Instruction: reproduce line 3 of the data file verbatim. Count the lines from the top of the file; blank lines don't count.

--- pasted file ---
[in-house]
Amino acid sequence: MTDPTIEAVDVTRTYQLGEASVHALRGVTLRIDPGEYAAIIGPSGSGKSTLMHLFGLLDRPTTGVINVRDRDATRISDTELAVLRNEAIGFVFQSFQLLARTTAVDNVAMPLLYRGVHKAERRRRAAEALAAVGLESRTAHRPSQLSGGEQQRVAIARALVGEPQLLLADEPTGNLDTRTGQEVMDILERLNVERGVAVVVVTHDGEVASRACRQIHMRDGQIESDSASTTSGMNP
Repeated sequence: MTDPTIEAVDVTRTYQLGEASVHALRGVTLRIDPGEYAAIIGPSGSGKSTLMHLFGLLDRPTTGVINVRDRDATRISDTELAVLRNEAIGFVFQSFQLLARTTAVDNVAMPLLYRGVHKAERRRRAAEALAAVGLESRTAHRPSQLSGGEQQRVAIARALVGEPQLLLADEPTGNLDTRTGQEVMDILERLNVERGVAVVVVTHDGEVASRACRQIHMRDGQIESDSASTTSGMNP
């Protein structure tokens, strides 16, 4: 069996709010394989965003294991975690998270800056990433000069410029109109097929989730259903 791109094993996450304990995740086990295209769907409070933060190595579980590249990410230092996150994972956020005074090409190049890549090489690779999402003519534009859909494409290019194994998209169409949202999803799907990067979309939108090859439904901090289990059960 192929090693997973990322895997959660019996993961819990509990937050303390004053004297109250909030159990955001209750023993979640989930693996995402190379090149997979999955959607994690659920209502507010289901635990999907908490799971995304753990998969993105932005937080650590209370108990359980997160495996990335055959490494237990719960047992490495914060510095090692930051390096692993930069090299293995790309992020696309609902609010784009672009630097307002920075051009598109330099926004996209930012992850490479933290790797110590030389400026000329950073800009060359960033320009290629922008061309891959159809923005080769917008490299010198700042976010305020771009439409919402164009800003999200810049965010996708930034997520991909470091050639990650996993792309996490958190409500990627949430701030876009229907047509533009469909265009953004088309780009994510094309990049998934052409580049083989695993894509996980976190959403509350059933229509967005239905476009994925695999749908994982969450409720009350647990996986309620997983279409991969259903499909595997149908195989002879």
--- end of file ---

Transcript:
Repeated sequence: MTDPTIEAVDVTRTYQLGEASVHALRGVTLRIDPGEYAAIIGPSGSGKSTLMHLFGLLDRPTTGVINVRDRDATRISDTELAVLRNEAIGFVFQSFQLLARTTAVDNVAMPLLYRGVHKAERRRRAAEALAAVGLESRTAHRPSQLSGGEQQRVAIARALVGEPQLLLADEPTGNLDTRTGQEVMDILERLNVERGVAVVVVTHDGEVASRACRQIHMRDGQIESDSASTTSGMNP